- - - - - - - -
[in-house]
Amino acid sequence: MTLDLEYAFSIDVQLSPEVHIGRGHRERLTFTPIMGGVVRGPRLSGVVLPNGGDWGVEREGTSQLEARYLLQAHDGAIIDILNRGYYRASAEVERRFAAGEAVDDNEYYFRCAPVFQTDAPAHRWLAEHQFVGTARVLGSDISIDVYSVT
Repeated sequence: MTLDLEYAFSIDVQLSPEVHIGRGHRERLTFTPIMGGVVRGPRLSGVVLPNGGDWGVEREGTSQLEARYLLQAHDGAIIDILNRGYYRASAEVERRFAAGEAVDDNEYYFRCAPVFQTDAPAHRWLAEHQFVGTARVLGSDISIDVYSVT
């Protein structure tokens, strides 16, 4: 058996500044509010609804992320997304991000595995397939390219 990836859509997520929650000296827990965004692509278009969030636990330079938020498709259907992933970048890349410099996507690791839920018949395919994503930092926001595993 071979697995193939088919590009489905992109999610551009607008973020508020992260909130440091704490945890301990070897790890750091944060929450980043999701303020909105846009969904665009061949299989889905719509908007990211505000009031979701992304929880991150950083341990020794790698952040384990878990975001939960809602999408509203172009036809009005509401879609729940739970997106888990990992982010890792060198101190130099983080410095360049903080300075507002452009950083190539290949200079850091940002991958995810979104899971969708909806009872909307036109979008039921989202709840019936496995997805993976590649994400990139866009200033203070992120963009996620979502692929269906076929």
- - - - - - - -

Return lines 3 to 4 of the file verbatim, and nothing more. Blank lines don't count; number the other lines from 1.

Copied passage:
Repeated sequence: MTLDLEYAFSIDVQLSPEVHIGRGHRERLTFTPIMGGVVRGPRLSGVVLPNGGDWGVEREGTSQLEARYLLQAHDGAIIDILNRGYYRASAEVERRFAAGEAVDDNEYYFRCAPVFQTDAPAHRWLAEHQFVGTARVLGSDISIDVYSVT
């Protein structure tokens, strides 16, 4: 058996500044509010609804992320997304991000595995397939390219 990836859509997520929650000296827990965004692509278009969030636990330079938020498709259907992933970048890349410099996507690791839920018949395919994503930092926001595993 071979697995193939088919590009489905992109999610551009607008973020508020992260909130440091704490945890301990070897790890750091944060929450980043999701303020909105846009969904665009061949299989889905719509908007990211505000009031979701992304929880991150950083341990020794790698952040384990878990975001939960809602999408509203172009036809009005509401879609729940739970997106888990990992982010890792060198101190130099983080410095360049903080300075507002452009950083190539290949200079850091940002991958995810979104899971969708909806009872909307036109979008039921989202709840019936496995997805993976590649994400990139866009200033203070992120963009996620979502692929269906076929």